The U.S. operation of No. 7 Primark is only four years old, but management characterizes it as strong and “driven by excellent trading.” The stores, scattered among Atlantic Seaboard states, have yet to generate profits, and the retailer has been adjusting to American tastes and shopping behavior.
“With its roots in Europe, and primarily the U.K., Primark’s expansion in the U.S. remains small, but growing,” says Tiffany Hogan, senior analyst at Kantar. “It continues to profess that it can operate at lower prices, its hallmark, without investing in ecommerce and focusing on stores only.”
No. 9 AT&T Wireless sells smartphones and other mobile communications devices as well as accessories through its network of company-owned stores. AT&T boosted sales, in part, by eliminating discounts on devices; this year, it offered consumers promotions on service rather than equipment to retain subscribers at a higher level than industry watchers had anticipated.
Rounding out the Top 10 is Five Below, an experience-driven retailer where nothing costs more than $5. Aimed at teen and tween consumers, the stores stock such items as candy, tech gadgets and accessories, beauty kits, sports equipment, remote-controlled cars and gag gifts.
Five Below does operate online but continues to add stores at a quick clip: The retailer opened its first Arizona store in May and will cut the ribbon on another four in the state before the end of 2019. These are part of the 145-150 stores the company plans to open this year.
“Five Below’s experience-rich stores have driven strong comp growth for the retailer amidst other channel players’ continued expansion of digital strategies,” Hogan says. “A relatively new player, Five Below has positioned itself as the ‘yes’ store for centennials, millennials and their parents alike.”
Five Below has tripled its store base in the last six years (the company was founded in 2002), and management feels there is room for as many as 2,500 stores around the country. Unlike many fast-growing chains in the past, opening new stores is not a drag on Five Below’s financial performance. Each new store costs about $300,000 to open and yields about $450,000 in operating income in the first 12 months, with a payback period of about seven months. Mature Five Below stores generate about $2 million in sales annually.
“The treasure hunt concept has proven to be durable and compelling, and so perhaps it’s not surprising that having one for younger consumers would be successful also,” says Mark Ryski, chief executive of business analytics firm HeadCount. “The fact is, none of the products that Five Below offers is special or unique — the real magic is the store experience they deliver.”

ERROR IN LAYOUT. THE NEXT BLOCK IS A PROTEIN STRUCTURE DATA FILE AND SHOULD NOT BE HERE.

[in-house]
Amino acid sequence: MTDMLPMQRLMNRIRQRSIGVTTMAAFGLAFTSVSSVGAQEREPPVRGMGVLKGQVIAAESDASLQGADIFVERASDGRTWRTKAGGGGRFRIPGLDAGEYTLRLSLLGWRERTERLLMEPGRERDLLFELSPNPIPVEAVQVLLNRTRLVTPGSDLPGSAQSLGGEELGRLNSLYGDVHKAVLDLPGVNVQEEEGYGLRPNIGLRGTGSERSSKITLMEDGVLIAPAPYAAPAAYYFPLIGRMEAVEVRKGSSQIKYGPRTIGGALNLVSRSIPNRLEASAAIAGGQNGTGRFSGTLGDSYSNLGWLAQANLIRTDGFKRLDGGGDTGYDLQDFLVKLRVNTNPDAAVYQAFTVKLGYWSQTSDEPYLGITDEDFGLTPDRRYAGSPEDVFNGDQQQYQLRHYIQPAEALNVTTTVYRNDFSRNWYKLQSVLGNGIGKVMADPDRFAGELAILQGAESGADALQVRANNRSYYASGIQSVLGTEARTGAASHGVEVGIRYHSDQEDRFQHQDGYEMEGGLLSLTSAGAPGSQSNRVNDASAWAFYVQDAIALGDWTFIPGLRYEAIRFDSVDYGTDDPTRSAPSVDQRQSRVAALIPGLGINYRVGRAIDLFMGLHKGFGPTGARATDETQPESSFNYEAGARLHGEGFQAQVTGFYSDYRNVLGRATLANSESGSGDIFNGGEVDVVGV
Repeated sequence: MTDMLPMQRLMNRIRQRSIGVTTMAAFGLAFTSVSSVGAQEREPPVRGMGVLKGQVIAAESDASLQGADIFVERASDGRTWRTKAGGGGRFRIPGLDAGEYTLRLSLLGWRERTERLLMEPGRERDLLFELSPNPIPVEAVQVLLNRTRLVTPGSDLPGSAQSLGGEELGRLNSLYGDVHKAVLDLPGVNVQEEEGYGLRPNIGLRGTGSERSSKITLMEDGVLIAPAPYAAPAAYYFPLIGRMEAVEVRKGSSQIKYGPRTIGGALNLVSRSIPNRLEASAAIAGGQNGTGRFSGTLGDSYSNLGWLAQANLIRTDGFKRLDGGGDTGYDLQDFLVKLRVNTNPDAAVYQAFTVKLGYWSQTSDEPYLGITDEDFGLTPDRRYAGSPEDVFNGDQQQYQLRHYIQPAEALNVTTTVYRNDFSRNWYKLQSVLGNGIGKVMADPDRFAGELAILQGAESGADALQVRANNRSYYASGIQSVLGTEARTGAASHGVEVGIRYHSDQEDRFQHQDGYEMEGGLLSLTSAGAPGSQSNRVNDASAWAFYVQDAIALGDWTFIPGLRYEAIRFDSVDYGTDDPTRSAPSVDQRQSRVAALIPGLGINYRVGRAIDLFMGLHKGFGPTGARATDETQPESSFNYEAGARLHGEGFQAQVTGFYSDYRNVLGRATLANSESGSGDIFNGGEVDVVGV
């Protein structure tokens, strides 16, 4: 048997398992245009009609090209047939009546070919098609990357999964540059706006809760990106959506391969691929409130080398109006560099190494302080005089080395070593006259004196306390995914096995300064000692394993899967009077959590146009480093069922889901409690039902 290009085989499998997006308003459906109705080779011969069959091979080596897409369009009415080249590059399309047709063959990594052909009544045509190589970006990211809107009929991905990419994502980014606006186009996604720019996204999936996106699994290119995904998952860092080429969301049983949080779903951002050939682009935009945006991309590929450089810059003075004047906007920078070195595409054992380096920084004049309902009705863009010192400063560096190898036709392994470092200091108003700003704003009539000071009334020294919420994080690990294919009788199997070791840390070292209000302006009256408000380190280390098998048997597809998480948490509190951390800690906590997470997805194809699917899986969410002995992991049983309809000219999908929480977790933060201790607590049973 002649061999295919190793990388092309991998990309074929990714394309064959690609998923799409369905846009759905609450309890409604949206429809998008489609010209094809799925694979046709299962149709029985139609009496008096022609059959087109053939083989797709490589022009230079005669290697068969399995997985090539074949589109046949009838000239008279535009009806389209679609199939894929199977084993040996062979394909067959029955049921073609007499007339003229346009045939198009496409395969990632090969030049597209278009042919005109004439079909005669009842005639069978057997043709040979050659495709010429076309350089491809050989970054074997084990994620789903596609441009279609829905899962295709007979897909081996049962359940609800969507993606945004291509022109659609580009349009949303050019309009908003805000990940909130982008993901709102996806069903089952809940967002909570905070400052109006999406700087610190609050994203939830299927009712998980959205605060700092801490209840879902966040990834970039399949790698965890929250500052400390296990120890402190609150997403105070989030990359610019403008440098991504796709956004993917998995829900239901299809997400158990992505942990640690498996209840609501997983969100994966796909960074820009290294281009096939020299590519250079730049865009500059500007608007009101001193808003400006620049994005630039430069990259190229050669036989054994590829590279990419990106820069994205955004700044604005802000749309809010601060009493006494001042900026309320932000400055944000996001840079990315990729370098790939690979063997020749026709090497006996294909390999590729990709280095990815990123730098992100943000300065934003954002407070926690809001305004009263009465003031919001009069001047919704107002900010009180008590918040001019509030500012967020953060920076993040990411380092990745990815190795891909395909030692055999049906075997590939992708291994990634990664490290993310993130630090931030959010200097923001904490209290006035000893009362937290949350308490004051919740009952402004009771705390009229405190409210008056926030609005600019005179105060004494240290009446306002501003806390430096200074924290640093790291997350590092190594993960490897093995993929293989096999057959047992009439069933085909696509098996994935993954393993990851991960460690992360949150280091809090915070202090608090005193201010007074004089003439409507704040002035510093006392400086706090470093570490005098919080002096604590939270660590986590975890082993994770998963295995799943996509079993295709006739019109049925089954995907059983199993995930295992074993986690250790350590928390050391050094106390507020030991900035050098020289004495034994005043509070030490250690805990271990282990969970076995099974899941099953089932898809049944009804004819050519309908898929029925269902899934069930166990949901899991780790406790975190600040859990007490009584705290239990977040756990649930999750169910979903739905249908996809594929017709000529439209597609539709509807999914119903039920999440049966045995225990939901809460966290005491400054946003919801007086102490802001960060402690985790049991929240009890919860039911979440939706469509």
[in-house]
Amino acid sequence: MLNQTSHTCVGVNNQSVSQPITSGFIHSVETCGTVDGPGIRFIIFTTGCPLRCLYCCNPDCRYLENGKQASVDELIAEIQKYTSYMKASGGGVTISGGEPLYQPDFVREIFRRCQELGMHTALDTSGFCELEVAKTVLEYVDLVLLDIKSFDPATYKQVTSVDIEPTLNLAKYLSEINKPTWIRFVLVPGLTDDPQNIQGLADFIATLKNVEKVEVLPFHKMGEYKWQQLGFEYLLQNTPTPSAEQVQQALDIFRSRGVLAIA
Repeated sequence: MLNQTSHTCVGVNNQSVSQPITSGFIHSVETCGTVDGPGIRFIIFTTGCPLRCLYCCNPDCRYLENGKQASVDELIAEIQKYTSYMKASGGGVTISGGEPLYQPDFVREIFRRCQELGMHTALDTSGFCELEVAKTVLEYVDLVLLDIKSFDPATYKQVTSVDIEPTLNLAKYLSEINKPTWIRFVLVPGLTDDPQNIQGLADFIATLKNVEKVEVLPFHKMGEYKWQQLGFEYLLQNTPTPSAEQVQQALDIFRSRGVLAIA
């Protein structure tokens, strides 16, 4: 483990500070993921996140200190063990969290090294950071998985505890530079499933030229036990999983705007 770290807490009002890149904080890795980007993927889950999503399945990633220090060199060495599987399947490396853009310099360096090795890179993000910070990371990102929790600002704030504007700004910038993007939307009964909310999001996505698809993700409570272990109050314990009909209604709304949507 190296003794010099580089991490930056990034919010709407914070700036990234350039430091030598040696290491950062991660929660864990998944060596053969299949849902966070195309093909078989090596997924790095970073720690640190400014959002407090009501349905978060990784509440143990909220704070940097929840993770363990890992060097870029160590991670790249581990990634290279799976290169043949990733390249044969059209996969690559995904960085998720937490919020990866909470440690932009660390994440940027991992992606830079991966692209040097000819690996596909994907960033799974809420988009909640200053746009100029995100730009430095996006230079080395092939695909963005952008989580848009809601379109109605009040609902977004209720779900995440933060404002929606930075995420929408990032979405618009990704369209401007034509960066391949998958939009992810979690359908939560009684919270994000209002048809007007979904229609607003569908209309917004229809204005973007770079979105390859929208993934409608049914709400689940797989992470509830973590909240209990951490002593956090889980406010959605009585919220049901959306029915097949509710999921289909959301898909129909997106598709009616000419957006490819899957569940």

For all of the excitement and disruption digital commerce has created over the last decade, only 10 retailers ring up a predominant share — or all — of their sales online. These include Top 10 performers Rue Gilt Groupe, Boxed.com and Wayfair, as well as ASOS, Amazon.com, Build.com, FreshDirect, 1-800-Flowers, Overstock.com and Sony Electronics.
Apple does not provide a breakdown of retail sales made through its bricks-and-mortar stores and sales through iTunes, Apple Music, Book Store and its various app stores.
“The Apple Store’s biggest challenge is the Apple Store, and there look to be three issues,” says Gildenberg. “First, the Apple store was designed for shoppers who were discovering and falling in love with Apple’s products and ecosystem. Shoppers still love Apple — but in the same way that a multi-decade marriage is different than falling in love, managing an ongoing relationship with the Apple ecosystem requires different skills than courtship. The Apple Store doesn’t know you well enough when you walk in and doesn’t let you manage your relationship to the Apple ecosystem efficiently — other retailers are getting much better at this.
“Second, the store is a clutter of trips and intention — largely crowded by shoppers needing service or assistance, it becomes difficult to shop efficiently and quickly,” he says. “The new Nike flagship store in New York has an entire floor dedicated to shoppers who don’t want the full Nike experience but just want to get in and out quickly. Apple Stores need to find a way to let shoppers choose when to engage.”
David P. Schulz has been writing for STORES since 1982 and is the author of several non-fiction books.